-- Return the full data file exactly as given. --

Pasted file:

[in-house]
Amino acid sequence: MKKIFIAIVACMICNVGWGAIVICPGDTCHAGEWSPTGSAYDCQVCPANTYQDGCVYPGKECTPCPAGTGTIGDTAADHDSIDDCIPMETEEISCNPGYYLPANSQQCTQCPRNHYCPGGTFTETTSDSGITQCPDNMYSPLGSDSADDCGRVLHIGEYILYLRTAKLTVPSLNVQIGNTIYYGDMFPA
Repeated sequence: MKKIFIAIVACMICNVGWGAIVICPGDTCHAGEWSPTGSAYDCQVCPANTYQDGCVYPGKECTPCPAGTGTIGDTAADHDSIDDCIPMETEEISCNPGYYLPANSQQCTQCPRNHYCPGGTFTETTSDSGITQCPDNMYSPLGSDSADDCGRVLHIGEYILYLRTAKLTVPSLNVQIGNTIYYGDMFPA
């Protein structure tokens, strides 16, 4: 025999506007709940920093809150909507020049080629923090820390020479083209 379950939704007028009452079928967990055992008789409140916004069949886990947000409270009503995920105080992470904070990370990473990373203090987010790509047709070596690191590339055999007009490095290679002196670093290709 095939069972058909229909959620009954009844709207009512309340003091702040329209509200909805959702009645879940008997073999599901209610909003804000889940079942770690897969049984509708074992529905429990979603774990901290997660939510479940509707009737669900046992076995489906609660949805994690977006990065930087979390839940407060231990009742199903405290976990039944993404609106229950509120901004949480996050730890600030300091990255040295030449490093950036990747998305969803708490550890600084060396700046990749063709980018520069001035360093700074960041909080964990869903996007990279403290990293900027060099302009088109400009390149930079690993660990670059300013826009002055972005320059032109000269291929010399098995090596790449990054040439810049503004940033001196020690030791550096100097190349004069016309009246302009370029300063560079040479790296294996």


[in-house]
Amino acid sequence: MKKIFIAIVACMICNVGWGAIVICPGDTCHAGEWSPTGSAYDCQVCPANTYQDGCVYPGKECTPCPAGTGTIGDTAADHDSIDDCIPMETEEISCNPGYYLPANSQQCTQCPRNHYCPGGTFTETTSDSGITQCPDNMYSPLGSDSADDCGRVLHIGEYILYLRTAKLTVPSLNVQIGNTIYYGDMFPA
Repeated sequence: MKKIFIAIVACMICNVGWGAIVICPGDTCHAGEWSPTGSAYDCQVCPANTYQDGCVYPGKECTPCPAGTGTIGDTAADHDSIDDCIPMETEEISCNPGYYLPANSQQCTQCPRNHYCPGGTFTETTSDSGITQCPDNMYSPLGSDSADDCGRVLHIGEYILYLRTAKLTVPSLNVQIGNTIYYGDMFPA
């Protein structure tokens, strides 16, 4: 025999506007709940920093809150909507020049080629923090820390020479083209 379950939704007028009452079928967990055992008789409140916004069949886990947000409270009503995920105080992470904070990370990473990373203090987010790509047709070596690191590339055999007009490095290679002196670093290709 095939069972058909229909959620009954009844709207009512309340003091702040329209509200909805959702009645879940008997073999599901209610909003804000889940079942770690897969049984509708074992529905429990979603774990901290997660939510479940509707009737669900046992076995489906609660949805994690977006990065930087979390839940407060231990009742199903405290976990039944993404609106229950509120901004949480996050730890600030300091990255040295030449490093950036990747998305969803708490550890600084060396700046990749063709980018520069001035360093700074960041909080964990869903996007990279403290990293900027060099302009088109400009390149930079690993660990670059300013826009002055972005320059032109000269291929010399098995090596790449990054040439810049503004940033001196020690030791550096100097190349004069016309009246302009370029300063560079040479790296294996």